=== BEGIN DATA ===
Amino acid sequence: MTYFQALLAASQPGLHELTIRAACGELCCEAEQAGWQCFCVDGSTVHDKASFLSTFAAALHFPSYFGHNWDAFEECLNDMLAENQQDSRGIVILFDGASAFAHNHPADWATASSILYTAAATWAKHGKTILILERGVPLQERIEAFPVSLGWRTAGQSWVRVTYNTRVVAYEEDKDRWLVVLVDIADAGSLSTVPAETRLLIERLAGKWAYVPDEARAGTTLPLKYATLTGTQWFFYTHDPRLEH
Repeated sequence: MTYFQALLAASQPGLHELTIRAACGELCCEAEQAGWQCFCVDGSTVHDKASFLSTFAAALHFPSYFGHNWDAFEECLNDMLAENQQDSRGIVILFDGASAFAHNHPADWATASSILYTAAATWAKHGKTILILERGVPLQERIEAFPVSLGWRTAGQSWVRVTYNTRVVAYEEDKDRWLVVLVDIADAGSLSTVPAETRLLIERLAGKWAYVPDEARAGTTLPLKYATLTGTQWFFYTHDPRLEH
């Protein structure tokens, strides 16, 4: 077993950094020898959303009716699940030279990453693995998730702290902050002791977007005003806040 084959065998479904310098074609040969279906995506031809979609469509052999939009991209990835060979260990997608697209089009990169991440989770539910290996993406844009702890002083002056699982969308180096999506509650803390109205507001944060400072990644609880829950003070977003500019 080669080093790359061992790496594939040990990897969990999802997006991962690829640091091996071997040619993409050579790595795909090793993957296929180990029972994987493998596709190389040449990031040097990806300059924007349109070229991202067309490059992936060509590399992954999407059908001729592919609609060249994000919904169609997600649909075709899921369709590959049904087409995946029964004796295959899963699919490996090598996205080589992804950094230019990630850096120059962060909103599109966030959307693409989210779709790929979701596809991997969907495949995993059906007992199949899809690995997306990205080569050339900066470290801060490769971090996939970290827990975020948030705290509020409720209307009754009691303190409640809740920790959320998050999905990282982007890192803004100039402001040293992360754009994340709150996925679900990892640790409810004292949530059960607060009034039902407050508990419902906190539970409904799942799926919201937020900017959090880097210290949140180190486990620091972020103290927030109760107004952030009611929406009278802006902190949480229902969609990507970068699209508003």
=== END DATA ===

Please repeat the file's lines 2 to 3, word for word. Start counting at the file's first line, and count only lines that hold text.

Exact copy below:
Repeated sequence: MTYFQALLAASQPGLHELTIRAACGELCCEAEQAGWQCFCVDGSTVHDKASFLSTFAAALHFPSYFGHNWDAFEECLNDMLAENQQDSRGIVILFDGASAFAHNHPADWATASSILYTAAATWAKHGKTILILERGVPLQERIEAFPVSLGWRTAGQSWVRVTYNTRVVAYEEDKDRWLVVLVDIADAGSLSTVPAETRLLIERLAGKWAYVPDEARAGTTLPLKYATLTGTQWFFYTHDPRLEH
């Protein structure tokens, strides 16, 4: 077993950094020898959303009716699940030279990453693995998730702290902050002791977007005003806040 084959065998479904310098074609040969279906995506031809979609469509052999939009991209990835060979260990997608697209089009990169991440989770539910290996993406844009702890002083002056699982969308180096999506509650803390109205507001944060400072990644609880829950003070977003500019 080669080093790359061992790496594939040990990897969990999802997006991962690829640091091996071997040619993409050579790595795909090793993957296929180990029972994987493998596709190389040449990031040097990806300059924007349109070229991202067309490059992936060509590399992954999407059908001729592919609609060249994000919904169609997600649909075709899921369709590959049904087409995946029964004796295959899963699919490996090598996205080589992804950094230019990630850096120059962060909103599109966030959307693409989210779709790929979701596809991997969907495949995993059906007992199949899809690995997306990205080569050339900066470290801060490769971090996939970290827990975020948030705290509020409720209307009754009691303190409640809740920790959320998050999905990282982007890192803004100039402001040293992360754009994340709150996925679900990892640790409810004292949530059960607060009034039902407050508990419902906190539970409904799942799926919201937020900017959090880097210290949140180190486990620091972020103290927030109760107004952030009611929406009278802006902190949480229902969609990507970068699209508003």